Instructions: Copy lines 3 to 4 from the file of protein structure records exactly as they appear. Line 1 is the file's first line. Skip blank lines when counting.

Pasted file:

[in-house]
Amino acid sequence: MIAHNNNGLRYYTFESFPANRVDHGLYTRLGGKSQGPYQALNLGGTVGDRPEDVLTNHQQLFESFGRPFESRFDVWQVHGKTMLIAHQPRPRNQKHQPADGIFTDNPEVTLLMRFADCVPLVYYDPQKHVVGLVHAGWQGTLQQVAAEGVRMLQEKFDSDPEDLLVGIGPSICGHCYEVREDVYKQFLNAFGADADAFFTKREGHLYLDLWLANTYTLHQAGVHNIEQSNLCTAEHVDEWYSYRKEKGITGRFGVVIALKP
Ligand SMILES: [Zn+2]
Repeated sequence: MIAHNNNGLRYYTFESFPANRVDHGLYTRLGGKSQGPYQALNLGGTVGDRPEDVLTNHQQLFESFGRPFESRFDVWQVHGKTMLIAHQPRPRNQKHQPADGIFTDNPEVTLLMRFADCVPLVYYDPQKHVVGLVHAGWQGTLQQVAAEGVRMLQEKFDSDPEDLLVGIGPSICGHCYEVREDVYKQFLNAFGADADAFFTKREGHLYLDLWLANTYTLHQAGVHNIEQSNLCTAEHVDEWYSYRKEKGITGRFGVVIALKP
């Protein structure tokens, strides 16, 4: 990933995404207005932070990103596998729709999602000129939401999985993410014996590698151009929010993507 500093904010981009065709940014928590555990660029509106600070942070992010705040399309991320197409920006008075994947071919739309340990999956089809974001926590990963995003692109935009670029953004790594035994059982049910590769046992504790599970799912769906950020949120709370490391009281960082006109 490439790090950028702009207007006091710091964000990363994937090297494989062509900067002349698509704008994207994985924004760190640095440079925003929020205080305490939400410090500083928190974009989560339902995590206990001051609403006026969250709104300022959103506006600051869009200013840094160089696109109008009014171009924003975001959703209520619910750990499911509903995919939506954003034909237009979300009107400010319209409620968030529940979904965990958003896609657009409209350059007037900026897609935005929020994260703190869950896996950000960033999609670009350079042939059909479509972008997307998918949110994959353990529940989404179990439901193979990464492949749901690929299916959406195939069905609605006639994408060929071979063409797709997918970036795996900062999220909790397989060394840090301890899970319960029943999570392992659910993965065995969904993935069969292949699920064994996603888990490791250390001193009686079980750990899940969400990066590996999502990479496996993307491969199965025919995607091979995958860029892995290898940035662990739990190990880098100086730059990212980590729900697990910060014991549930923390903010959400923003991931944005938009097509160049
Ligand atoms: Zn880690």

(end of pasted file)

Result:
Ligand SMILES: [Zn+2]
Repeated sequence: MIAHNNNGLRYYTFESFPANRVDHGLYTRLGGKSQGPYQALNLGGTVGDRPEDVLTNHQQLFESFGRPFESRFDVWQVHGKTMLIAHQPRPRNQKHQPADGIFTDNPEVTLLMRFADCVPLVYYDPQKHVVGLVHAGWQGTLQQVAAEGVRMLQEKFDSDPEDLLVGIGPSICGHCYEVREDVYKQFLNAFGADADAFFTKREGHLYLDLWLANTYTLHQAGVHNIEQSNLCTAEHVDEWYSYRKEKGITGRFGVVIALKP